The Gielgud Theatre is currently owned and run by Delfont Macintosh Theatres. You may like to visit the Theatre's own website here. Some images relating to the Gielgud Theatre and it's history are shown below.

A Programme for 'The Prisoner' with Alec Guinness at the Globe Theatre in 1954A Programme for 'The Prisoner' with Alec Guinness at the Globe Theatre in 1954

 

Above - A Programme for 'The Prisoner' with Alec Guinness at the Globe Theatre in 1954

Shaftesbury Avenue in June 1977 showing the Lyric, Apollo, Globe, and Queen's Theatres - Photo M.L. 1977.

Above - Shaftesbury Avenue in June 1977 showing the Lyric, Apollo, Globe, and Queen's Theatres - Photo M.L. 1977.

The Gielgud Theatre during the run of 'The Canterbury Tales' in October 2006. - Photo M.L.

Above - The Gielgud Theatre during the run of 'The Canterbury Tales' in October 2006.

Shaftesbury Avenue showing four of London's West End Theatres in a row, the Lyric Theatre, the Apollo Theatre, the Gielgud Theatre, and the Queen's Theatre in October 2006 - Photo M.L.

Above - Shaftesbury Avenue showing four of London's West End Theatres in a row, the Lyric Theatre, the Apollo Theatre, the Gielgud Theatre, and the Queen's Theatre in October 2006 - Photo M.L.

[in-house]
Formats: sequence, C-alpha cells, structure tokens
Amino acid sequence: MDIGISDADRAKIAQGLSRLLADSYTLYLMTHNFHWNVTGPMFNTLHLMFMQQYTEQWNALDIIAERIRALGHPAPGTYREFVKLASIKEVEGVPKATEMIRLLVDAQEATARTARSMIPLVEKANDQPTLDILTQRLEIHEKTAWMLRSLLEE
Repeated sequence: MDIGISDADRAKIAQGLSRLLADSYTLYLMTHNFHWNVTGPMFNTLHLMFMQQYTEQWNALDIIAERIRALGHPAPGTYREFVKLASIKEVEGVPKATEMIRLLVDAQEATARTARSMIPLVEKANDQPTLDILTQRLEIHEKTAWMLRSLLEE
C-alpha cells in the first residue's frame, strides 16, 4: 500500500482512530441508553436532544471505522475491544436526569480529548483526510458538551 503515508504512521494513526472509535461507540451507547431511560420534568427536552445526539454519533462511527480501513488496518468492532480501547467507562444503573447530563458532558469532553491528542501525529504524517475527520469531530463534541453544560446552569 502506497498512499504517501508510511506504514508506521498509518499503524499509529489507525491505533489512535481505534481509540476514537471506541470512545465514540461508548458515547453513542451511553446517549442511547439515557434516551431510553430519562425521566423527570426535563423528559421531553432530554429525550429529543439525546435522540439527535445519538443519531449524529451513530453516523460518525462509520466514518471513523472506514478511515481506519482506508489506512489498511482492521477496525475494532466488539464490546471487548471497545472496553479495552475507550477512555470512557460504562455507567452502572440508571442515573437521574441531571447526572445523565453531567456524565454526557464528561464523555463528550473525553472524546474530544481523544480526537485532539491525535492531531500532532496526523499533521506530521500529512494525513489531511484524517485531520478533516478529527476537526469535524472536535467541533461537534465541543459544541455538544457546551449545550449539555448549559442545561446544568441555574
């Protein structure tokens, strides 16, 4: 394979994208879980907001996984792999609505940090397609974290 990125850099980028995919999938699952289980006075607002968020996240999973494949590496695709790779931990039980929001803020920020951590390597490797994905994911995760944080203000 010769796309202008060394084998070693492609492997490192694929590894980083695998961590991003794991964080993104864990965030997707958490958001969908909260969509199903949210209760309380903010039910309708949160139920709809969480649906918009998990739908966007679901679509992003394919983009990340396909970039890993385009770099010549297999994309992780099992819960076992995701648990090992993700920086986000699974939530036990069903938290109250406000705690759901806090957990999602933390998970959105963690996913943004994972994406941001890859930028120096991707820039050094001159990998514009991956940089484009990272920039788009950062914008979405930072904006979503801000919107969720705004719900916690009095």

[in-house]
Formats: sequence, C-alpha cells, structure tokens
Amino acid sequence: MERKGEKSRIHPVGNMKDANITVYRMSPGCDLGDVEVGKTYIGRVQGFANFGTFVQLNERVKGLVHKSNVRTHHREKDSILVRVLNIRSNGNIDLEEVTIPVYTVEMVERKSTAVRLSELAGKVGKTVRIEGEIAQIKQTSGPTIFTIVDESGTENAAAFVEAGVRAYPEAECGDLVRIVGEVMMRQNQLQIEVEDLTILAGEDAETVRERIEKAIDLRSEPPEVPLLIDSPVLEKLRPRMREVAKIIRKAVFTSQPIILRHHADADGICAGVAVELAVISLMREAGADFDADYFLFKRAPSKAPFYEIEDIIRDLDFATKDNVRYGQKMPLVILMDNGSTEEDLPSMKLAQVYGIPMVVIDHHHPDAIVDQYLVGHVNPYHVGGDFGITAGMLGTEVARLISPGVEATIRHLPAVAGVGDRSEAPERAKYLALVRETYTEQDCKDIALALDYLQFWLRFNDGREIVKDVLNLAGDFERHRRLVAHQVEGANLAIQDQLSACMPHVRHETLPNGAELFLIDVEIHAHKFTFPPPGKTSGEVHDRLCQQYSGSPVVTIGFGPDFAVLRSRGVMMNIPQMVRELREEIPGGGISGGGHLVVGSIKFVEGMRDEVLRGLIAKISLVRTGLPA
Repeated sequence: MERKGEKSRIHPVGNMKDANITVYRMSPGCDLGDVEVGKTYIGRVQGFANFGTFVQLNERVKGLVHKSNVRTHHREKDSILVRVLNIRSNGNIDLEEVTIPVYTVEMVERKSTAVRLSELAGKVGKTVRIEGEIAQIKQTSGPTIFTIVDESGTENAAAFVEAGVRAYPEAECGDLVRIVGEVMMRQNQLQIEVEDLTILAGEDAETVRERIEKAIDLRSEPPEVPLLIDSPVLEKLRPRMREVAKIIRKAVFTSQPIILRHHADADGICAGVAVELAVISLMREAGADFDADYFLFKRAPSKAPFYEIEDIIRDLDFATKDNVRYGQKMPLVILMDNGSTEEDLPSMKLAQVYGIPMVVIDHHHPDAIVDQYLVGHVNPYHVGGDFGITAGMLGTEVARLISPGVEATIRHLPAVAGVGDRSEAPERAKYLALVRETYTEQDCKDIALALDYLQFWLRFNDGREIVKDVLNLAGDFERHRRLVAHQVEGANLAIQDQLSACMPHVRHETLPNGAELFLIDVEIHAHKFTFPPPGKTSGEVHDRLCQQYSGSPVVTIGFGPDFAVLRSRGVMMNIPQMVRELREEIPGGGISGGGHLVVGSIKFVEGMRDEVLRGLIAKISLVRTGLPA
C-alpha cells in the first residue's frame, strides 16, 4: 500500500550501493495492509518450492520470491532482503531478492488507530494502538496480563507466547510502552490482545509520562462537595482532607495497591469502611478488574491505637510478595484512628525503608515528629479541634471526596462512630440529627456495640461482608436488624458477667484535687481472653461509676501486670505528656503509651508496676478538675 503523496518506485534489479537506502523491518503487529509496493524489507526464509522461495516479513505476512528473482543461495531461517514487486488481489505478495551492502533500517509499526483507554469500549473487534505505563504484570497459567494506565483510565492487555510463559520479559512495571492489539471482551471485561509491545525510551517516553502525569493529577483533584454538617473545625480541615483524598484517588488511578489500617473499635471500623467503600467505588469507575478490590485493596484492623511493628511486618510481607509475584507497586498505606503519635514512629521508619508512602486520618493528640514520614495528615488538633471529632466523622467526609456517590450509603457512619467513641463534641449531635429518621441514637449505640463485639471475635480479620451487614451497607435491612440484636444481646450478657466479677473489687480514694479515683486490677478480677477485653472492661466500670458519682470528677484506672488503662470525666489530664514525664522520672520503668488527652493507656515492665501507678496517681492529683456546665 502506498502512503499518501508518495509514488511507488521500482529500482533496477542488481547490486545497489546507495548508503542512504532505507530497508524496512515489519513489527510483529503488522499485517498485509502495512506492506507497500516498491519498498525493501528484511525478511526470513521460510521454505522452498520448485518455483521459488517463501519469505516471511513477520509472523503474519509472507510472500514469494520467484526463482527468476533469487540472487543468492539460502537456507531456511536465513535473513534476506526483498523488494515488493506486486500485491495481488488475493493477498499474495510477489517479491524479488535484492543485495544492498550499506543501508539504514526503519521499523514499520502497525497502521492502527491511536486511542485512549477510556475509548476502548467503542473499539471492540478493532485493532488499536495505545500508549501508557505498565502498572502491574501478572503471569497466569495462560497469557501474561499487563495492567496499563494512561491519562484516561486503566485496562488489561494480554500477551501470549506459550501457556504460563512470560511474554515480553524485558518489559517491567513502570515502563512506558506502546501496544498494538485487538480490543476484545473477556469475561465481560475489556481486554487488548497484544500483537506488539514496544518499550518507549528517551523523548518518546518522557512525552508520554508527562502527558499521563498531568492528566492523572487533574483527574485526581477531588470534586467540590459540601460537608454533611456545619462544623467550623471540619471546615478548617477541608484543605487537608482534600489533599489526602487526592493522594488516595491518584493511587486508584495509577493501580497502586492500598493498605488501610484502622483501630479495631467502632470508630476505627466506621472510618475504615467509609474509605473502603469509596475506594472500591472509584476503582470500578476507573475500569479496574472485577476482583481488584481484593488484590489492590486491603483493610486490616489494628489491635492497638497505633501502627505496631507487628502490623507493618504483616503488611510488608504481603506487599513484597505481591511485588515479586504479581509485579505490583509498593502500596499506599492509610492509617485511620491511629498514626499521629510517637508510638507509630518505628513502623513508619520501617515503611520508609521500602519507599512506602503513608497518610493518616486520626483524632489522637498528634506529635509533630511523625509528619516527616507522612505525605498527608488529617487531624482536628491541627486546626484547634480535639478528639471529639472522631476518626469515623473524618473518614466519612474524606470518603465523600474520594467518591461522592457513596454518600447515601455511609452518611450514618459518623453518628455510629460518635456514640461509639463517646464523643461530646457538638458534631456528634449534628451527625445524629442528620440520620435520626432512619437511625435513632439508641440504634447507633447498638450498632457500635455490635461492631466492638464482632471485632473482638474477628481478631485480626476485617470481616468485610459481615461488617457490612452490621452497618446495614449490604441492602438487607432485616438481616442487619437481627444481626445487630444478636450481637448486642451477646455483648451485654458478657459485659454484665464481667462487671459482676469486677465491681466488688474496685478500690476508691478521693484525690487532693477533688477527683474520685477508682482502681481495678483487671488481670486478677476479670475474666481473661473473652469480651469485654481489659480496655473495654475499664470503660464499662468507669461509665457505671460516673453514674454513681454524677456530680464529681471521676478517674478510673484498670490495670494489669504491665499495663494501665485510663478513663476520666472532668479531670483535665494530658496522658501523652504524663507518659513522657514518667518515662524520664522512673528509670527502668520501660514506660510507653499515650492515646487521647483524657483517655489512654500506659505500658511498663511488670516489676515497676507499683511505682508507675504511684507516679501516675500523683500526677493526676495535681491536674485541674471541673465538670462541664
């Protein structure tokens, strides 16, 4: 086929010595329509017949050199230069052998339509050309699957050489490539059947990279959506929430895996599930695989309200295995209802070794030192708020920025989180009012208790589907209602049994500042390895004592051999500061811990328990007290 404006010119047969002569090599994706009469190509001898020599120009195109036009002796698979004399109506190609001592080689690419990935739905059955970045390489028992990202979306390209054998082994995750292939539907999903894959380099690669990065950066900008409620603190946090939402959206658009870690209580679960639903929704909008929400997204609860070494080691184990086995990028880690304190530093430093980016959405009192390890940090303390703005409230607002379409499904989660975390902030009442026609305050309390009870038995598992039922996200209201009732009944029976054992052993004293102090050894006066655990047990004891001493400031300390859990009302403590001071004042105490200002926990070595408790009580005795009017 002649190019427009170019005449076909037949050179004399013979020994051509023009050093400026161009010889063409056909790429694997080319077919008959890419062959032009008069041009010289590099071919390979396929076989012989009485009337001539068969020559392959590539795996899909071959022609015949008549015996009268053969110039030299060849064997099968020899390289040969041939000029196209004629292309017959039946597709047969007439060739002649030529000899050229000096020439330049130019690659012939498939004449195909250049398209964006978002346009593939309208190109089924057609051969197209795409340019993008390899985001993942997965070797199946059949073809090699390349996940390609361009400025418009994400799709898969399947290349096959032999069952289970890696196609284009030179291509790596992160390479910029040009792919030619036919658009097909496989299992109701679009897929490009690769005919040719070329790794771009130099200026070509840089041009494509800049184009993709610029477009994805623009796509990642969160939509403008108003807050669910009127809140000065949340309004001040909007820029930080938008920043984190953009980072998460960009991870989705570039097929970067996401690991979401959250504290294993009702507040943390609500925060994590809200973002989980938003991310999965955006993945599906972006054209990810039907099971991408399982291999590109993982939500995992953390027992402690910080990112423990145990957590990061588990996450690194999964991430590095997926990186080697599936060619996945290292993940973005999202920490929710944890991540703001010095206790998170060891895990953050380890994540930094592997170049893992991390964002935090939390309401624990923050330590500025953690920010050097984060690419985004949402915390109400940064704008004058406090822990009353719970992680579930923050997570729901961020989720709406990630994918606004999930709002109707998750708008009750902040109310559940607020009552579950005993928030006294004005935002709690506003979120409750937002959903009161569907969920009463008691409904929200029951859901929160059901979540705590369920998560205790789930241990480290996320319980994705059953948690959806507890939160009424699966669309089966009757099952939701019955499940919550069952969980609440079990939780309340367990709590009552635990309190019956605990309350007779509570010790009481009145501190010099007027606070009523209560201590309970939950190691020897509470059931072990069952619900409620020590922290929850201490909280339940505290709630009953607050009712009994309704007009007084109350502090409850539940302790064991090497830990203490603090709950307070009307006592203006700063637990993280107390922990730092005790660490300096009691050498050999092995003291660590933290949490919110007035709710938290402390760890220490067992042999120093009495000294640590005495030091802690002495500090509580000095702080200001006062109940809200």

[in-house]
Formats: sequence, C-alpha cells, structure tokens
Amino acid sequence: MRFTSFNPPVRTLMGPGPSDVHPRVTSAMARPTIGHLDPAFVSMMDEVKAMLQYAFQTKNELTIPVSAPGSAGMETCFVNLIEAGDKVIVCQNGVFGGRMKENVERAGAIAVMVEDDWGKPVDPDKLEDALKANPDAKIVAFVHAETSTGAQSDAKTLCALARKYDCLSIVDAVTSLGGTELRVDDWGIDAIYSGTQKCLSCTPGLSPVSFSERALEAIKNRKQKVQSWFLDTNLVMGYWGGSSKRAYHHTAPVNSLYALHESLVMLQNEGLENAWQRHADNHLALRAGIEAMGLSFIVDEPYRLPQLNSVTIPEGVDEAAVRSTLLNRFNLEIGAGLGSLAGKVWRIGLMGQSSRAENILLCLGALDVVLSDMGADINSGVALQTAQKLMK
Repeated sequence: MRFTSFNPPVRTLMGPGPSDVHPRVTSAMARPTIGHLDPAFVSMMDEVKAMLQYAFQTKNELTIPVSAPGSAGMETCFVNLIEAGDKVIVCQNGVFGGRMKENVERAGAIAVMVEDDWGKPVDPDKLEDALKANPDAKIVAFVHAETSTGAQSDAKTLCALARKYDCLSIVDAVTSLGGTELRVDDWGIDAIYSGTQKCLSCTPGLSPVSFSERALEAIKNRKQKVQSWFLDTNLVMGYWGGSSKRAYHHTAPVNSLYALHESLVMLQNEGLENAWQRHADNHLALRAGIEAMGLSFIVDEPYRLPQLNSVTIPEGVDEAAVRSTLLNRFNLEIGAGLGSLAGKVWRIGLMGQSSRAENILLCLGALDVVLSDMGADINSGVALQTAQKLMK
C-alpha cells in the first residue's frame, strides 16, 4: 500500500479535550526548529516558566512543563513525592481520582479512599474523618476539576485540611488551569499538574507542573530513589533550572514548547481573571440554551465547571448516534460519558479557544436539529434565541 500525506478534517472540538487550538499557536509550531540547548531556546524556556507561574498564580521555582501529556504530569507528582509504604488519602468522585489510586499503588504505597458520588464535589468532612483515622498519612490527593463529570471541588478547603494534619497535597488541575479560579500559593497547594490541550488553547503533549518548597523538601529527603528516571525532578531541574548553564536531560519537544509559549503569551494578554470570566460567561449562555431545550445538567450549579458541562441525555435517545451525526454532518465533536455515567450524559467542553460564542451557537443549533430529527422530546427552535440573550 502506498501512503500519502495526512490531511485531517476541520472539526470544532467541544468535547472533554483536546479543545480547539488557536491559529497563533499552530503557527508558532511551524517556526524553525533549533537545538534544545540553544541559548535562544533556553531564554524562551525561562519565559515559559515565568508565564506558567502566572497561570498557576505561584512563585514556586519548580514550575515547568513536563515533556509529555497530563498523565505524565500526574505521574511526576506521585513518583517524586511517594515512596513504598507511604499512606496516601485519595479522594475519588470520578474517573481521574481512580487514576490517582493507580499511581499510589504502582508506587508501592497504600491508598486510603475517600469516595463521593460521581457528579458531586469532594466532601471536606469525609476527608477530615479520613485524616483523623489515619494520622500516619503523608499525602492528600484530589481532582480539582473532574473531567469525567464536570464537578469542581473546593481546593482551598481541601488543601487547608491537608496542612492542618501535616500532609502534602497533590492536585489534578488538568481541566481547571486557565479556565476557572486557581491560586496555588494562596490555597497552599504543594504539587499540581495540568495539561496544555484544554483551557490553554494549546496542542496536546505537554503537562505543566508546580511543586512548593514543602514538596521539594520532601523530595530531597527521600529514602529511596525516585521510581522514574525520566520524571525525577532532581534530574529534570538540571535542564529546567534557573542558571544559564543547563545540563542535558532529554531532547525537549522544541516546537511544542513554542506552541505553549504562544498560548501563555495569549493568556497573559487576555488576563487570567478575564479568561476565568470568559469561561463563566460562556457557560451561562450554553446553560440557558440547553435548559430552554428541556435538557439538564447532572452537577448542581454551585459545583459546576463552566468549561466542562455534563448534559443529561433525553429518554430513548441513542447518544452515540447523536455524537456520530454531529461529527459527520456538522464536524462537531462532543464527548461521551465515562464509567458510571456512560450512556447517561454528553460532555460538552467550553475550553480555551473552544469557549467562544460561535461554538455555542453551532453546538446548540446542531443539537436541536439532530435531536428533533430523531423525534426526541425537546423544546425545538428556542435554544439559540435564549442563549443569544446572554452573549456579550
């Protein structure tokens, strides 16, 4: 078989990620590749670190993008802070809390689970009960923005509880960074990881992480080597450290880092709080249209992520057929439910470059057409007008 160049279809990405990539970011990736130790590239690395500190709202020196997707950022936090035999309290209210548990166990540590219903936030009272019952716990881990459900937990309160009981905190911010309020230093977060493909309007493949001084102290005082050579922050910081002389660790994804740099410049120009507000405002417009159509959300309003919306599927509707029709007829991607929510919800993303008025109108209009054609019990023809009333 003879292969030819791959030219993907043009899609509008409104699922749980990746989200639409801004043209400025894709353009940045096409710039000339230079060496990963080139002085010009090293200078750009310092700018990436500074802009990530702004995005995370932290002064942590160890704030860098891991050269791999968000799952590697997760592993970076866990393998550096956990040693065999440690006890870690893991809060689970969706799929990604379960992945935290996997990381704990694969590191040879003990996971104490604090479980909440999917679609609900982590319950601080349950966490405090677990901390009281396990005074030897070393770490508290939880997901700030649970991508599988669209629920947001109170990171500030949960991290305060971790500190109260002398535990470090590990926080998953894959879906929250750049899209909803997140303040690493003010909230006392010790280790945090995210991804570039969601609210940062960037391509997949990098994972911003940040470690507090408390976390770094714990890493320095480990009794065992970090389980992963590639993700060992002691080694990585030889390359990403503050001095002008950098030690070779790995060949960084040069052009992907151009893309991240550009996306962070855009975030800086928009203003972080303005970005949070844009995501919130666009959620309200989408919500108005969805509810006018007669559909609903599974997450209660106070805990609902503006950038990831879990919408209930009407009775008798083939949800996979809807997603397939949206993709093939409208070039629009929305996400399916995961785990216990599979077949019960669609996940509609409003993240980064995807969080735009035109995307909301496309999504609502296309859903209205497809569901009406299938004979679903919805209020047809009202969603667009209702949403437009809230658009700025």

Photograph showing the Gielgud Theatre and the Queen's Theatre in October 2006 - Photo M.L. The Gielgud and the Queen's were both designed by W. G. R. Sprague as a pair.

Above - A Photograph showing the Gielgud Theatre and the Queen's Theatre in October 2006 - Photo M.L. The Gielgud and the Queen's were both designed by W. G. R. Sprague as a pair.

The Gielgud Theatre in March 2007 during the run of Peter Shaffer's 'Equus' with Daniel Radcliffe and Richard Griffiths, and whilst refurbishment work to the frontage was being carried out.

Above - The Gielgud Theatre in March 2007 during the run of Peter Shaffer's 'Equus' with Daniel Radcliffe and Richard Griffiths, and whilst refurbishment work to the frontage was being carried out.

The Gielgud Theatre during the run of 'Hair' in April 2010 - Photo M.L.

Above - The Gielgud Theatre during the run of 'Hair' in April 2010